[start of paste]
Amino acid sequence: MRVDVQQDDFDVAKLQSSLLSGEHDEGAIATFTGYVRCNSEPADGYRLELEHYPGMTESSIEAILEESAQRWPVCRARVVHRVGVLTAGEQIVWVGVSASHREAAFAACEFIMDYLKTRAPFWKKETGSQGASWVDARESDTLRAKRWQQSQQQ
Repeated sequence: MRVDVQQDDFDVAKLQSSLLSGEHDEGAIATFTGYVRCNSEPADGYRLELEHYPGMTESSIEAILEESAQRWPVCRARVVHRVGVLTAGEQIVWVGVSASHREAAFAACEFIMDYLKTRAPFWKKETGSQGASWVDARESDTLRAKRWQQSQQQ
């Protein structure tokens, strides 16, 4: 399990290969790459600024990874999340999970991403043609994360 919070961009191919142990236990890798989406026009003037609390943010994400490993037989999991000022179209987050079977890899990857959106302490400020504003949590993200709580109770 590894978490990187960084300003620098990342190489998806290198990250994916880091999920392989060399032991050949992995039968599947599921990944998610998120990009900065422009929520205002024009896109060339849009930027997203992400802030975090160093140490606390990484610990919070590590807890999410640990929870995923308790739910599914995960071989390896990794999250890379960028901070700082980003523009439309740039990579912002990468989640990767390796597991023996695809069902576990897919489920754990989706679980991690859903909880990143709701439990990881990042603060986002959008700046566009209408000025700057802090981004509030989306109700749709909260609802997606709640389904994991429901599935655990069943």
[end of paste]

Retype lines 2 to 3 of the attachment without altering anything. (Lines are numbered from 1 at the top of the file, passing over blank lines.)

Repeated sequence: MRVDVQQDDFDVAKLQSSLLSGEHDEGAIATFTGYVRCNSEPADGYRLELEHYPGMTESSIEAILEESAQRWPVCRARVVHRVGVLTAGEQIVWVGVSASHREAAFAACEFIMDYLKTRAPFWKKETGSQGASWVDARESDTLRAKRWQQSQQQ
């Protein structure tokens, strides 16, 4: 399990290969790459600024990874999340999970991403043609994360 919070961009191919142990236990890798989406026009003037609390943010994400490993037989999991000022179209987050079977890899990857959106302490400020504003949590993200709580109770 590894978490990187960084300003620098990342190489998806290198990250994916880091999920392989060399032991050949992995039968599947599921990944998610998120990009900065422009929520205002024009896109060339849009930027997203992400802030975090160093140490606390990484610990919070590590807890999410640990929870995923308790739910599914995960071989390896990794999250890379960028901070700082980003523009439309740039990579912002990468989640990767390796597991023996695809069902576990897919489920754990989706679980991690859903909880990143709701439990990881990042603060986002959008700046566009209408000025700057802090981004509030989306109700749709909260609802997606709640389904994991429901599935655990069943």